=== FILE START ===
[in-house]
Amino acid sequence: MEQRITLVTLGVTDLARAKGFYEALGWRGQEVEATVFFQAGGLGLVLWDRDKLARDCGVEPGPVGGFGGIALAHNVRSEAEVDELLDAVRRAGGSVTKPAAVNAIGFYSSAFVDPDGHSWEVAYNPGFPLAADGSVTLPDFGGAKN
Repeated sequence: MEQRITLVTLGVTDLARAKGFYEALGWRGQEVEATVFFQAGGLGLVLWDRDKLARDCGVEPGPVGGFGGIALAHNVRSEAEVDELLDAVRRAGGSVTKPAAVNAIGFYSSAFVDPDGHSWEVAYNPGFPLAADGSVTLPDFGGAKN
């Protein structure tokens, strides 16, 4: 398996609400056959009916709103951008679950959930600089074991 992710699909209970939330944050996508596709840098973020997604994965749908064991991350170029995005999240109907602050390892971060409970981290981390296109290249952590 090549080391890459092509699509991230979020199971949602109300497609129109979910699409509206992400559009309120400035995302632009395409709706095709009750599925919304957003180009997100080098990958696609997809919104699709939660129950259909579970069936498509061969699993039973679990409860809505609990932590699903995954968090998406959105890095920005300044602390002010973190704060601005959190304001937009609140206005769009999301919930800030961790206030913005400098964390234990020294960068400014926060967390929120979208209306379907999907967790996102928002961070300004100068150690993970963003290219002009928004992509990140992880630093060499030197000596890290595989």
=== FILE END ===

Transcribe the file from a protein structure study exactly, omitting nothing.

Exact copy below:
[in-house]
Amino acid sequence: MEQRITLVTLGVTDLARAKGFYEALGWRGQEVEATVFFQAGGLGLVLWDRDKLARDCGVEPGPVGGFGGIALAHNVRSEAEVDELLDAVRRAGGSVTKPAAVNAIGFYSSAFVDPDGHSWEVAYNPGFPLAADGSVTLPDFGGAKN
Repeated sequence: MEQRITLVTLGVTDLARAKGFYEALGWRGQEVEATVFFQAGGLGLVLWDRDKLARDCGVEPGPVGGFGGIALAHNVRSEAEVDELLDAVRRAGGSVTKPAAVNAIGFYSSAFVDPDGHSWEVAYNPGFPLAADGSVTLPDFGGAKN
């Protein structure tokens, strides 16, 4: 398996609400056959009916709103951008679950959930600089074991 992710699909209970939330944050996508596709840098973020997604994965749908064991991350170029995005999240109907602050390892971060409970981290981390296109290249952590 090549080391890459092509699509991230979020199971949602109300497609129109979910699409509206992400559009309120400035995302632009395409709706095709009750599925919304957003180009997100080098990958696609997809919104699709939660129950259909579970069936498509061969699993039973679990409860809505609990932590699903995954968090998406959105890095920005300044602390002010973190704060601005959190304001937009609140206005769009999301919930800030961790206030913005400098964390234990020294960068400014926060967390929120979208209306379907999907967790996102928002961070300004100068150690993970963003290219002009928004992509990140992880630093060499030197000596890290595989």